Memories from Witch’s Dungeon include an original headpiece of Linda Blair’s Regan MacNeil character used during the filming of The Exorcist in 1973.

Gerard Gerard

“When I started this Halloween was only celebrated one day and it was pretty boring. All you did was make treats or go to a costume ball, ”he says. “There weren’t any attractions related to classic movie monsters or anything like that, so we were the very first.”

The inspiration for the museum was twofold. Suffering from a rare blood disease as a child, Hull was mostly housebound, where he built kits of Aurora movie monsters. “The problem was they were only 8 inches tall and I wanted them full size,” he says. “I was a weird little boy. I loved going to wax museums, but my disappointment was that whenever they promoted a chamber of horrors, I expected them to be classic movie monsters. Instead, they were torture devices.

Combining his interests in model making and wax museums, Hull has created a place that pays homage to classic film actors and makeup artists. He’s still adding items and will unveil two new minifigures in October. Original movie props feature prominently in the collection, and rare items include one of two exorcist heads for Linda Blair, headdresses from The Planet of the Apes and a gold idol from Raiders of the Lost Ark. . Beginning on Thanksgiving weekend, the museum will feature “Holiday Monsters,” when visitors can see holiday-themed movie sets, including vintage toys.

RELATED: Quiz: How Many Of These Famous Horror Movies Were Made In Connecticut?

An original helmet of a Martian from

An original helmet of a Martian from “Mars Attacks!” In 1996. Seen here on display at Witch’s Dungeon in Plainville, Connecticut on August 25, 2021.

Gerard Gerard


Cortlandt Hull’s Favorite Movie Memories

The Phantom of the Opera Ensemble: “The Phantom has been one of my favorite movies since I was little, so it’s probably my favorite setting. We have Lon Chaney Sr. as the ghost and the red death in the movie,” he says.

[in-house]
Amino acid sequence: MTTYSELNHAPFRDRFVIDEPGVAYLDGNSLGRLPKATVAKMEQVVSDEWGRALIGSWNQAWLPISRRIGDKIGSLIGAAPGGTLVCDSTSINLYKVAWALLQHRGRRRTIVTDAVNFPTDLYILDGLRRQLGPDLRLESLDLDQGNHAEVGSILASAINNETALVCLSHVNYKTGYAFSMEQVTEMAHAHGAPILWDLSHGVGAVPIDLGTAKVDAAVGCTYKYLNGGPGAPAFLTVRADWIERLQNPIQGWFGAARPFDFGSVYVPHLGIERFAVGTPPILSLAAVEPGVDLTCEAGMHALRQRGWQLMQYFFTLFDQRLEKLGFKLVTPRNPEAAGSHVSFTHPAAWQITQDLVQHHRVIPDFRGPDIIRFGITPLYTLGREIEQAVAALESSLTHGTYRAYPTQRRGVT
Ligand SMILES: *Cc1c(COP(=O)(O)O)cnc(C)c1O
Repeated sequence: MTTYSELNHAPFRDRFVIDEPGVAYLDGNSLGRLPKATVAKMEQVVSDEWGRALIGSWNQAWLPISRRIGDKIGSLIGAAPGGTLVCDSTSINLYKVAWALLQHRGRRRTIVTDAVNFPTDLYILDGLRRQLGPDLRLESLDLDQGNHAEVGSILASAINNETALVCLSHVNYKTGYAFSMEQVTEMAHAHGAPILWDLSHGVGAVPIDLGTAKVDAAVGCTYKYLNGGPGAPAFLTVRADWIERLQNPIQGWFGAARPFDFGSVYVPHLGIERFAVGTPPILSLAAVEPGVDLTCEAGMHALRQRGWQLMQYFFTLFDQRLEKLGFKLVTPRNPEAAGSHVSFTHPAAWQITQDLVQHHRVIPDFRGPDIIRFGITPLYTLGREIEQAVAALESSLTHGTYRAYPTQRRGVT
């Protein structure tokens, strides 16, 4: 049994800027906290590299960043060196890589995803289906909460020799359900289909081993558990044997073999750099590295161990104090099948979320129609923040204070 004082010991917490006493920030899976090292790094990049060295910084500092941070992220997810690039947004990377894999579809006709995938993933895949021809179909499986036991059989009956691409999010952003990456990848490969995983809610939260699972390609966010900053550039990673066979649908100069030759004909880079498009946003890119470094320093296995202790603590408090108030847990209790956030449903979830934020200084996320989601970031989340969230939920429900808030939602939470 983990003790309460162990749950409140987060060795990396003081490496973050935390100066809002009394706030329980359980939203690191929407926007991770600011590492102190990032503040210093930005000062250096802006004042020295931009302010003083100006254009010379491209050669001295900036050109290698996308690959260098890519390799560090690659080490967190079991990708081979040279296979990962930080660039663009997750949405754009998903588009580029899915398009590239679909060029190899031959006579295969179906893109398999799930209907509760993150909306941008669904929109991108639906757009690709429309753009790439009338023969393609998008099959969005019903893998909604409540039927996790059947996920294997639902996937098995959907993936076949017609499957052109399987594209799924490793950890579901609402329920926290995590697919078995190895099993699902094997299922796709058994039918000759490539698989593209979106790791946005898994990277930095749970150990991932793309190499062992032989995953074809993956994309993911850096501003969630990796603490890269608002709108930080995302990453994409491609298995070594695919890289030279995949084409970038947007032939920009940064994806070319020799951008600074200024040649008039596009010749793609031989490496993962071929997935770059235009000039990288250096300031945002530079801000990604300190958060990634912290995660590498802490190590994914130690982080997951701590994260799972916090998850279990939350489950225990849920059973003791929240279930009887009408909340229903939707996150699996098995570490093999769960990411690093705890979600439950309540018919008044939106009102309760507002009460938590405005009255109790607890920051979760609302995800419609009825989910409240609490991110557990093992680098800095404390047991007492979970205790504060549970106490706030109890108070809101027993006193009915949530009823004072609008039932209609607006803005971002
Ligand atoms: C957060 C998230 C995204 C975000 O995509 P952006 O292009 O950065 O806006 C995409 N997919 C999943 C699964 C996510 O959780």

Linda Blair’s Exorcist Head: Dressed in full demon makeup by artist Dick Smith, the head was later donated to Hull by Smith. “It’s so true and there have only been two,” Hull says. “Dick Smith was amazing, the way he taught me to do makeup and accessories.”

Black Lagoon Head Creature: Among the life-size characters, Hull is thrilled to have a prototype rare creature head, which looks more like an eel than the movie version.

French beast figurine: Hull pays homage to Beauty and the Beast with his Beast figurine from the French version of 1946, Beauty and the Beast. “It’s so elegant, and the head of the Beast – the hair has been meticulously put on, one hair at a time,” he says.

London werewolf figurine: “My great-uncle, Henry Hull, was the werewolf of London, so my figure of him as a werewolf is definitely a favorite,” he says. “If it hadn’t been for Henry, I wouldn’t have met a lot of these people in the movie business and not many people can say their uncle was a werewolf!”

This Island Earth alien helmet: From Hull’s favorite sci-fi movie as a child, the original helmet used for the alien, Metaluna Mutant. “It’s a unique design and I’ve always loved it.”

103 E., rue Main, Plainville

860-583-8306, preservehollywood.org

Hours: Fri-Sun evenings by appointment (check website for updated October hours)

Tickets: $ 9 adults, $ 4 children under 12 (cash only)




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ASU-LACMA Fellowship Program Expands to Include Pérez Art Museum in Miami http://ruthdiltsdesign.com/asu-lacma-fellowship-program-expands-to-include-perez-art-museum-in-miami/ http://ruthdiltsdesign.com/asu-lacma-fellowship-program-expands-to-include-perez-art-museum-in-miami/#respond Wed, 22 Sep 2021 22:53:00 +0000 http://ruthdiltsdesign.com/asu-lacma-fellowship-program-expands-to-include-perez-art-museum-in-miami/ September 22, 2021 The Los Angeles County Museum of Art (LACMA) and the Herberger Institute for Design and the Arts at Arizona State University are pleased to announce that the Pérez Art Museum Miami (PAMM) has joined as a new partner in the ASU-LACMA Masters Scholarship in Art History. . PAMM’s first Fellow, Emily Valdes, […]]]>
September 22, 2021

The Los Angeles County Museum of Art (LACMA) and the Herberger Institute for Design and the Arts at Arizona State University are pleased to announce that the Pérez Art Museum Miami (PAMM) has joined as a new partner in the ASU-LACMA Masters Scholarship in Art History. . PAMM’s first Fellow, Emily Valdes, joins what is now the third cohort of individuals in the program, with five new LACMA Fellows.